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EDITORIAL

After SCOTUS buffer zone ruling, state must find new ways to protect patients

Anti-abortion protester Eleanor McCullen, of Boston, standing at the painted edge of a buffer zone outside a Planned Parenthood location in Boston.

AP Photo/Steven Senne

Anti-abortion protester Eleanor McCullen stands at the painted edge of a buffer zone outside Planned Parenthood. The Supreme Court has struck down a 35-foot protest-free zone outside abortion clinics in Massachusetts.

People who were dismayed by the circus-like protests around Planned Parenthood’s Boston clinic are understandably disappointed by the US Supreme Court’s unanimous rejection of the state’s 35-foot buffer zone for entrances to abortion clinics. But there is much in the court’s opinion to suggest that the state can craft alternative remedies. Significantly, the court affirmed Massachusetts’ right to curb protests outside of abortion clinics, insofar as they present a risk to public safety or commerce. This is a decision Massachusetts can live with. And the Legislature should move promptly to enact alternative means of safeguarding a woman’s right to make her health care decisions, including abortion, free of harassment.

The buffer zone itself was a targeted response to the unruly protests, and seemed to satisfy existing constitutional tests of free-speech restrictions, in that it regulated only the time, place, and manner in which protesters could state their opinions. But the court, in a majority opinion by Chief Justice John Roberts, argued that Massachusetts should have attempted less sweeping means of protecting clinics first. Its reasoning — shared by the court’s three women justices and Massachusetts’ own Stephen Breyer — was based on a deep respect for the First Amendment: States should limit free speech as little as possible. And there was some evidence that less-restrictive measures could have protected the area around the clinics. For instance, the court noted that Massachusetts applied the buffer zone to clinics in Worcester and Springfield that already had private walkways or driveways. By adding another 35 feet of restricted space, the buffer zone made it impossible for abortion opponents to hand out literature to anyone arriving by car. Alternatively, Massachusetts could have empowered police to disperse crowds of as few as three protesters within a buffer zone if they behaved in an unruly manner or impeded access.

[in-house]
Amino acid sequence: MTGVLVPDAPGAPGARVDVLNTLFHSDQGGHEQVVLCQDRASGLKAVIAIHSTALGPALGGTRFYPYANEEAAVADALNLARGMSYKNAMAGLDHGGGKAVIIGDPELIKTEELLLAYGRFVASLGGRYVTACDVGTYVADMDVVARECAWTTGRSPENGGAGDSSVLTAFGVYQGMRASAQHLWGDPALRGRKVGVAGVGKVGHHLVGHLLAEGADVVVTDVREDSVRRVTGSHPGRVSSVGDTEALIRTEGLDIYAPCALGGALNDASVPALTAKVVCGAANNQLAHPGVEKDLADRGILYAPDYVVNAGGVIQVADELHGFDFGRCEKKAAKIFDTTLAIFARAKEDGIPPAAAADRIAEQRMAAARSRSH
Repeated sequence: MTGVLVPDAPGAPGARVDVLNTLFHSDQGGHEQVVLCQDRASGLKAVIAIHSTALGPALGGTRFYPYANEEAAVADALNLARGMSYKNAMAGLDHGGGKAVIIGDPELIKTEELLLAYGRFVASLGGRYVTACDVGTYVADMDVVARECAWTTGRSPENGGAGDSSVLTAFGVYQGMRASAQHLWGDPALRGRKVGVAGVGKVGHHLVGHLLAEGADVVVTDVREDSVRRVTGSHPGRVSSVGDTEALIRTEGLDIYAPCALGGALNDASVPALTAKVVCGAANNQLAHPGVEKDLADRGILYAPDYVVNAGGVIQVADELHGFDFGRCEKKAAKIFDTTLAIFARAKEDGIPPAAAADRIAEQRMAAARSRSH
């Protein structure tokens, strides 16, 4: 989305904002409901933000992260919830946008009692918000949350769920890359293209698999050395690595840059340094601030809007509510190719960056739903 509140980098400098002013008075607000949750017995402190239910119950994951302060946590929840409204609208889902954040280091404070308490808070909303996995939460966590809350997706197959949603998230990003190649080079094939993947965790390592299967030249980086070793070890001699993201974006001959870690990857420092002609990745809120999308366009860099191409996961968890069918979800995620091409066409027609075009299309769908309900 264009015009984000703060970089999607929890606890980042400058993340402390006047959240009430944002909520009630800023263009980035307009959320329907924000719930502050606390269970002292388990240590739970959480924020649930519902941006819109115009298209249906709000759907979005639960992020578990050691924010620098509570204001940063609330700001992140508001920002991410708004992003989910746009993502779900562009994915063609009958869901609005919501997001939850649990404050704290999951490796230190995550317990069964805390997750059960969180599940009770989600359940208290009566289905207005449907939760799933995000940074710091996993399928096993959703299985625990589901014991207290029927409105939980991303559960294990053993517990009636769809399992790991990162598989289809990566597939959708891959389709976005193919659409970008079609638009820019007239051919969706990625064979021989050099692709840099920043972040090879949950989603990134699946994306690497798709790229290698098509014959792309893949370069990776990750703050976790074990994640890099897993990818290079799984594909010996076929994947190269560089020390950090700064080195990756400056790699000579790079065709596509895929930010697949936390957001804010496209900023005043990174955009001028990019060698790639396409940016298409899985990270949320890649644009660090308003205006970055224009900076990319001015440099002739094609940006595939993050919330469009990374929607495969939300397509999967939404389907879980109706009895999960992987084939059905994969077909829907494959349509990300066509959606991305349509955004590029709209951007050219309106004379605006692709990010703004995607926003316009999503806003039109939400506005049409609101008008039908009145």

No doubt, many people in Massachusetts are justifiably skeptical that such alternatives can work, especially if the police aren’t always on the scene. But the court left open the possibility of more restrictive rules if the less restrictive ones prove unworkable. Massachusetts enacted the buffer zone to prevent protests whose main purpose was to harass or impede women outside clinics; the court doesn’t argue with the state’s intention, only its means. Massachusetts should go back to the drawing board to figure out a way to provide the maximum protection for women, with the minimum disruption of the First Amendment rights of protesters.

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